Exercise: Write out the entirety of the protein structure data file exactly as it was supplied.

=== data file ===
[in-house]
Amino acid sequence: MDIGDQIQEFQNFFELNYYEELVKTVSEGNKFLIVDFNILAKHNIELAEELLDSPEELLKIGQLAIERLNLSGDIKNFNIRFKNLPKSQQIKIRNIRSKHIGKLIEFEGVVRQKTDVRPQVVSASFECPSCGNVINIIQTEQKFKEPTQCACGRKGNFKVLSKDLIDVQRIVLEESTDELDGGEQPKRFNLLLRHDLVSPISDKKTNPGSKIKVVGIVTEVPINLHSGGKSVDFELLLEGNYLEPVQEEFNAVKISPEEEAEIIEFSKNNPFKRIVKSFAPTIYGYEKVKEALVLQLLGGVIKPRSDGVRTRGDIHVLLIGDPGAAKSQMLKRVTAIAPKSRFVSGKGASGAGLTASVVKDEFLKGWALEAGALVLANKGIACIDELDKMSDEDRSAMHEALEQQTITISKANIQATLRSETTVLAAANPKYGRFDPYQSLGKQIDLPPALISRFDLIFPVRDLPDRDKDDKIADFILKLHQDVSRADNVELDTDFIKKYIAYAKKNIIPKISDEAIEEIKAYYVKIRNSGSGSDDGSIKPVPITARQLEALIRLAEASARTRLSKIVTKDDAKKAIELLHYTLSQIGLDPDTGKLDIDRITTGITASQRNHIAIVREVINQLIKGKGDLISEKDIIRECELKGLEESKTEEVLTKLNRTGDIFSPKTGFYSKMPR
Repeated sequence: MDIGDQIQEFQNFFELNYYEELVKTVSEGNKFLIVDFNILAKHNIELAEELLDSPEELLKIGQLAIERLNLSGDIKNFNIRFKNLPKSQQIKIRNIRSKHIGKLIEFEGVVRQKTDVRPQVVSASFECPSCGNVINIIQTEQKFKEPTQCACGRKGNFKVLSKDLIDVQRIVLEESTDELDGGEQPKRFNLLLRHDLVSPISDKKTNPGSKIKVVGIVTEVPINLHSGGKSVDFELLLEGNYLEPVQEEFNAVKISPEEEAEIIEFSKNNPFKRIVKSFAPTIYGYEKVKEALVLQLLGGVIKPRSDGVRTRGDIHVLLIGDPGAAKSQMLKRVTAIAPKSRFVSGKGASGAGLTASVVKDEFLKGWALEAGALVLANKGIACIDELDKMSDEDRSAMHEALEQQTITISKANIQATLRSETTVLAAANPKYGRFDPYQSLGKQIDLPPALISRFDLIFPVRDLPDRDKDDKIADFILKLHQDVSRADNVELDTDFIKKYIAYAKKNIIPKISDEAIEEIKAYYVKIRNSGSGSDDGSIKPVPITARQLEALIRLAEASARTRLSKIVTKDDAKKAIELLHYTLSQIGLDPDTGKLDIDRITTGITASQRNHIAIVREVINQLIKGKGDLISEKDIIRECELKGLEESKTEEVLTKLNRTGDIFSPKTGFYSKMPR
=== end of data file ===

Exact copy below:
[in-house]
Amino acid sequence: MDIGDQIQEFQNFFELNYYEELVKTVSEGNKFLIVDFNILAKHNIELAEELLDSPEELLKIGQLAIERLNLSGDIKNFNIRFKNLPKSQQIKIRNIRSKHIGKLIEFEGVVRQKTDVRPQVVSASFECPSCGNVINIIQTEQKFKEPTQCACGRKGNFKVLSKDLIDVQRIVLEESTDELDGGEQPKRFNLLLRHDLVSPISDKKTNPGSKIKVVGIVTEVPINLHSGGKSVDFELLLEGNYLEPVQEEFNAVKISPEEEAEIIEFSKNNPFKRIVKSFAPTIYGYEKVKEALVLQLLGGVIKPRSDGVRTRGDIHVLLIGDPGAAKSQMLKRVTAIAPKSRFVSGKGASGAGLTASVVKDEFLKGWALEAGALVLANKGIACIDELDKMSDEDRSAMHEALEQQTITISKANIQATLRSETTVLAAANPKYGRFDPYQSLGKQIDLPPALISRFDLIFPVRDLPDRDKDDKIADFILKLHQDVSRADNVELDTDFIKKYIAYAKKNIIPKISDEAIEEIKAYYVKIRNSGSGSDDGSIKPVPITARQLEALIRLAEASARTRLSKIVTKDDAKKAIELLHYTLSQIGLDPDTGKLDIDRITTGITASQRNHIAIVREVINQLIKGKGDLISEKDIIRECELKGLEESKTEEVLTKLNRTGDIFSPKTGFYSKMPR
Repeated sequence: MDIGDQIQEFQNFFELNYYEELVKTVSEGNKFLIVDFNILAKHNIELAEELLDSPEELLKIGQLAIERLNLSGDIKNFNIRFKNLPKSQQIKIRNIRSKHIGKLIEFEGVVRQKTDVRPQVVSASFECPSCGNVINIIQTEQKFKEPTQCACGRKGNFKVLSKDLIDVQRIVLEESTDELDGGEQPKRFNLLLRHDLVSPISDKKTNPGSKIKVVGIVTEVPINLHSGGKSVDFELLLEGNYLEPVQEEFNAVKISPEEEAEIIEFSKNNPFKRIVKSFAPTIYGYEKVKEALVLQLLGGVIKPRSDGVRTRGDIHVLLIGDPGAAKSQMLKRVTAIAPKSRFVSGKGASGAGLTASVVKDEFLKGWALEAGALVLANKGIACIDELDKMSDEDRSAMHEALEQQTITISKANIQATLRSETTVLAAANPKYGRFDPYQSLGKQIDLPPALISRFDLIFPVRDLPDRDKDDKIADFILKLHQDVSRADNVELDTDFIKKYIAYAKKNIIPKISDEAIEEIKAYYVKIRNSGSGSDDGSIKPVPITARQLEALIRLAEASARTRLSKIVTKDDAKKAIELLHYTLSQIGLDPDTGKLDIDRITTGITASQRNHIAIVREVINQLIKGKGDLISEKDIIRECELKGLEESKTEEVLTKLNRTGDIFSPKTGFYSKMPR